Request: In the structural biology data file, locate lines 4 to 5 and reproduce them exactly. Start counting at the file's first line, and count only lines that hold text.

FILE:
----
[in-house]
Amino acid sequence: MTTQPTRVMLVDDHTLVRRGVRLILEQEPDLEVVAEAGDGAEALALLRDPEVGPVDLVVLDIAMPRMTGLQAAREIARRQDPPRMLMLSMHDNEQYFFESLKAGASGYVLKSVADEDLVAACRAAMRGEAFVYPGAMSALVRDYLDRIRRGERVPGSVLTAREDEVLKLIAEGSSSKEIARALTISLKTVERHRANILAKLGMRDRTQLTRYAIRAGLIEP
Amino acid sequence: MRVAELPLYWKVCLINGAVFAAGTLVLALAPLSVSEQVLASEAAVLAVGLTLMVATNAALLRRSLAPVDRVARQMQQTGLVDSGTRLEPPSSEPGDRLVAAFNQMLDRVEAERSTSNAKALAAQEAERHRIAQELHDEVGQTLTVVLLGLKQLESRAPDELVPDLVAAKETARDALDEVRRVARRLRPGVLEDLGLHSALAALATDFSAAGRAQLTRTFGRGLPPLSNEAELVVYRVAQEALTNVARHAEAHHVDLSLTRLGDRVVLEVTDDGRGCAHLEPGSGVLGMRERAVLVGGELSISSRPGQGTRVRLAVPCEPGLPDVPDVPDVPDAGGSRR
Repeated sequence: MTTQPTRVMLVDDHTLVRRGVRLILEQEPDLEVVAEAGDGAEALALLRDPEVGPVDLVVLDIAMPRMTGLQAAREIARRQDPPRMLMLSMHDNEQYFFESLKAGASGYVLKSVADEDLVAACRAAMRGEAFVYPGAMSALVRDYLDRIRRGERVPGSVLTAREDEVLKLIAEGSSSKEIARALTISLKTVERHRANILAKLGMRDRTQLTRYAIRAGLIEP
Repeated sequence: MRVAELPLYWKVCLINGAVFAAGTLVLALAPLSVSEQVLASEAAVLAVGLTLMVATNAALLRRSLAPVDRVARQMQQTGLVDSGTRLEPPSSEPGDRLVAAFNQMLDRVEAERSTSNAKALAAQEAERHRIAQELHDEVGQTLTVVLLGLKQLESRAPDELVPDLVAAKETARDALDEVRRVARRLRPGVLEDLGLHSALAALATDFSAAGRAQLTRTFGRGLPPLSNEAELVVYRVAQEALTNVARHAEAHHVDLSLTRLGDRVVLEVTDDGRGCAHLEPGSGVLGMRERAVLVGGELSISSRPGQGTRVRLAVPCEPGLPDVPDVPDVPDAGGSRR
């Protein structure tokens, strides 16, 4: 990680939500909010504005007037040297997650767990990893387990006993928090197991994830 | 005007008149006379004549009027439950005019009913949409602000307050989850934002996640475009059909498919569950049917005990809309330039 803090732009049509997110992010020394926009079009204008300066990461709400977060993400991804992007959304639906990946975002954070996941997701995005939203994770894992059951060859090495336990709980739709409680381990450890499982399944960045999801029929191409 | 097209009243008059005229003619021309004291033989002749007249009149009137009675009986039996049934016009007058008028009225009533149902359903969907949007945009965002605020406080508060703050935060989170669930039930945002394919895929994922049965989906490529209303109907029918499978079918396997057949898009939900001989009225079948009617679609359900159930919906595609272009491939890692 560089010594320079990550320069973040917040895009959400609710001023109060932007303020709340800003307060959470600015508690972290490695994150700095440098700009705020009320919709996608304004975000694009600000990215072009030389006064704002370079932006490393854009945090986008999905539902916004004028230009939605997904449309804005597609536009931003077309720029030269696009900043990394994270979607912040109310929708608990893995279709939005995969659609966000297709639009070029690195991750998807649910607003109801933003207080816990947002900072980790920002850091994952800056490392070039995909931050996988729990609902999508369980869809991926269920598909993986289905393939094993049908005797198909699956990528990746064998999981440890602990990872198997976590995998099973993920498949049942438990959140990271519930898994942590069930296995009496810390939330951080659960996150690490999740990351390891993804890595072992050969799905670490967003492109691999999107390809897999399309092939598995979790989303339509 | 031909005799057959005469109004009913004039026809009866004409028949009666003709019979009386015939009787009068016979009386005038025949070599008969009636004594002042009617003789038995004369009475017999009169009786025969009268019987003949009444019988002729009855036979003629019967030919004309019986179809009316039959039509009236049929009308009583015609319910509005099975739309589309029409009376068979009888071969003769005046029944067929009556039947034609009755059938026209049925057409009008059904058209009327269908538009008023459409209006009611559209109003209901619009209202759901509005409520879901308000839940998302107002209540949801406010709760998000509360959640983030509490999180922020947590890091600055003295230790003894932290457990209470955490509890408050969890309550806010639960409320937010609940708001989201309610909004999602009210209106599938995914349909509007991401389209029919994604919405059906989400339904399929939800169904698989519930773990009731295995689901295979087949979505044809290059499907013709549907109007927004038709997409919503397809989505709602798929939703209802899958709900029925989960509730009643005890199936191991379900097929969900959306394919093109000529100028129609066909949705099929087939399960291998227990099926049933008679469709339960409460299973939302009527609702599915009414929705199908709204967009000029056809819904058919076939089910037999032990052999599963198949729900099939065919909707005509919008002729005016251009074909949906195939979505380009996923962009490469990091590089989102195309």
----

Repeated sequence: MTTQPTRVMLVDDHTLVRRGVRLILEQEPDLEVVAEAGDGAEALALLRDPEVGPVDLVVLDIAMPRMTGLQAAREIARRQDPPRMLMLSMHDNEQYFFESLKAGASGYVLKSVADEDLVAACRAAMRGEAFVYPGAMSALVRDYLDRIRRGERVPGSVLTAREDEVLKLIAEGSSSKEIARALTISLKTVERHRANILAKLGMRDRTQLTRYAIRAGLIEP
Repeated sequence: MRVAELPLYWKVCLINGAVFAAGTLVLALAPLSVSEQVLASEAAVLAVGLTLMVATNAALLRRSLAPVDRVARQMQQTGLVDSGTRLEPPSSEPGDRLVAAFNQMLDRVEAERSTSNAKALAAQEAERHRIAQELHDEVGQTLTVVLLGLKQLESRAPDELVPDLVAAKETARDALDEVRRVARRLRPGVLEDLGLHSALAALATDFSAAGRAQLTRTFGRGLPPLSNEAELVVYRVAQEALTNVARHAEAHHVDLSLTRLGDRVVLEVTDDGRGCAHLEPGSGVLGMRERAVLVGGELSISSRPGQGTRVRLAVPCEPGLPDVPDVPDVPDAGGSRR